Friday, September 28, 2007

Money for Nothing

A great WSJ editorial yesterday about the disgrace in Connecticut, which is spending money like crazy yet has the widest achievement gap in the nation.  Its solution -- SURPRISE! -- is to spend even more money, rather than fixing how it's spending the money.  Kudos to ConnCAN for its work on this:

Some Connecticut lawmakers, egged on by the teachers unions,  will doubtless use these results to argue for throwing still more tax dollars at education. Earlier this year, Republican Governor Jodi Rell pushed  (unsuccessfully) for a 10% personal income tax rate hike, which she said was necessary to fund additional school spending. But here's a better idea: Try  focusing on how money is spent instead of merely how much.
Public charter schools in Connecticut regularly outperform traditional public schools, and do so on significantly smaller budgets.  Hartford's lone charter school, Jumoke Academy, receives $8,000 per student  from the state, while surrounding public schools receive $13,600 per kid. On  the most recent state assessment test, 60% of Jumoke's students scored proficient in math, 70% scored proficient in reading and 95% scored proficient in writing. The corresponding results for the surrounding public schools were  22%, 30% and 27%.
Connecticut has only 16 charter schools operating today, thanks to political limits imposed in Hartford. Governor Rell's high job-approval ratings put her in a position to push for creating more, but she's been  unwilling to take on the unions that oppose school choice for the underprivileged.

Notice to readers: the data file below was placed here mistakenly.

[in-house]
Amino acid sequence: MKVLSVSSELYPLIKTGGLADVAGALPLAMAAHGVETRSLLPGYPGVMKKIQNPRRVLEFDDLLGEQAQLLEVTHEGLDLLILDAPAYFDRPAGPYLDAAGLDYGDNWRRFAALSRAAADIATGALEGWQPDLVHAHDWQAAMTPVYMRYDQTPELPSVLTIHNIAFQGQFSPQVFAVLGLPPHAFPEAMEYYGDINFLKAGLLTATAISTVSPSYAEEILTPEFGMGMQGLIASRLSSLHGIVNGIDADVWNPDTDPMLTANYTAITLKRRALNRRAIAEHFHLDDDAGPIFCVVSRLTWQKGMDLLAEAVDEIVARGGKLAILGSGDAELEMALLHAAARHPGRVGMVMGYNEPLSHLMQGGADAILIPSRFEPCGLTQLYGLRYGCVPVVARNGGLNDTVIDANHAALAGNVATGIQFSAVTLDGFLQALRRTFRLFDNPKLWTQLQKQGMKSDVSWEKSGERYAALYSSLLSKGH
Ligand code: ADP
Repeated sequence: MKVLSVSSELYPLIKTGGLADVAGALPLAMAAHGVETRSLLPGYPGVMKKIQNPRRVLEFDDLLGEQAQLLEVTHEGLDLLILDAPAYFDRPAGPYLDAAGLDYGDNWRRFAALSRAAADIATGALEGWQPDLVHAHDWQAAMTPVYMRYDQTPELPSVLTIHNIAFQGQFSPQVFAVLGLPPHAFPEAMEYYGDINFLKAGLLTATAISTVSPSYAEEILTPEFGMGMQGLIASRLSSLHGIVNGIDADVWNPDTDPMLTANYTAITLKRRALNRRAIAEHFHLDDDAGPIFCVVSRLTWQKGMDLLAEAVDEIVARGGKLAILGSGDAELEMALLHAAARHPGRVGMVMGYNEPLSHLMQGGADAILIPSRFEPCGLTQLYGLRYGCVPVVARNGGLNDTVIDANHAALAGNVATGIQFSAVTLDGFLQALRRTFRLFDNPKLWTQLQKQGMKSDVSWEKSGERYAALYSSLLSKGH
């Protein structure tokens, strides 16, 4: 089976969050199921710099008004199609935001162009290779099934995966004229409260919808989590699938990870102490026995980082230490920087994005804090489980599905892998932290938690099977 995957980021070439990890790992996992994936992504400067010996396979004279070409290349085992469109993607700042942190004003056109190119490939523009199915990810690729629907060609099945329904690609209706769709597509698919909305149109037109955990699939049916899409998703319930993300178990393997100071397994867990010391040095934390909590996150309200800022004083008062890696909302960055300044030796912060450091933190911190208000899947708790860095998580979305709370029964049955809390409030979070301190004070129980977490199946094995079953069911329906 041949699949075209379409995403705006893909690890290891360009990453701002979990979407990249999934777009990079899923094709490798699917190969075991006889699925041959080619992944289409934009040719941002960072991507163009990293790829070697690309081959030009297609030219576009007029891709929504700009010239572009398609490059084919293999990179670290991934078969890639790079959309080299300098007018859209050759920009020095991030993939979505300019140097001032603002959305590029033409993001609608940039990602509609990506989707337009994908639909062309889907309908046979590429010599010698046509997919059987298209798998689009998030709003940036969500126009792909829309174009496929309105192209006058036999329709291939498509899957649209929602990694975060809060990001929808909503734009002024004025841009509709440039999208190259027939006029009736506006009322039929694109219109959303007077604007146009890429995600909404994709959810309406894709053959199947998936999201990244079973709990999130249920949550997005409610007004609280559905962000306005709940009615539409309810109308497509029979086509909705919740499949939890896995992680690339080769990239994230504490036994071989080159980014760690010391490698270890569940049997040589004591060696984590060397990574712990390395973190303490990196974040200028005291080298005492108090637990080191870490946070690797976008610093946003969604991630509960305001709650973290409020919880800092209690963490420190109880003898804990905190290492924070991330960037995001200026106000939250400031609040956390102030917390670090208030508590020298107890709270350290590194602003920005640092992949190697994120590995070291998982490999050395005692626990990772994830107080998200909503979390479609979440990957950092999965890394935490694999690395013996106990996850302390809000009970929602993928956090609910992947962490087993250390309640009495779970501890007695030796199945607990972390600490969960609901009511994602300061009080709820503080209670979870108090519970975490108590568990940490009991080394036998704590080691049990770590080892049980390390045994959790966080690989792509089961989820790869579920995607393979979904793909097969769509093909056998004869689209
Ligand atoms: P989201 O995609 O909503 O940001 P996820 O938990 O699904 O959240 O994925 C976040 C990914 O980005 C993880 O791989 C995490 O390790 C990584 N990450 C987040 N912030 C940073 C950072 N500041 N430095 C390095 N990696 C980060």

"The politicians are much freer with financial capital than with political capital," says Marc Porter Magee of ConnCan, an education  reform group based in New Haven that has called for more charter schools.  "They'll spend as much money as they can get through, but they won't take on the tough reforms when push comes to shove." The biggest losers from Ms. Rell's lack of political courage are the poorest kids in the state.


Money for Nothing
September 27, 2007; Page A16

If any state has taken to heart the claim that more money is the key to improving public education for low-income students, it's Connecticut. The Nutmeg State, which ranks first in per capita income ($47,800), also leads the way in average teacher salary ($58,700) and is third in per-pupil spending ($11,000). Yet according to the latest National Assessment of Educational Progress released this week, Connecticut has the nation's largest achievement gap between poor and non-poor students.

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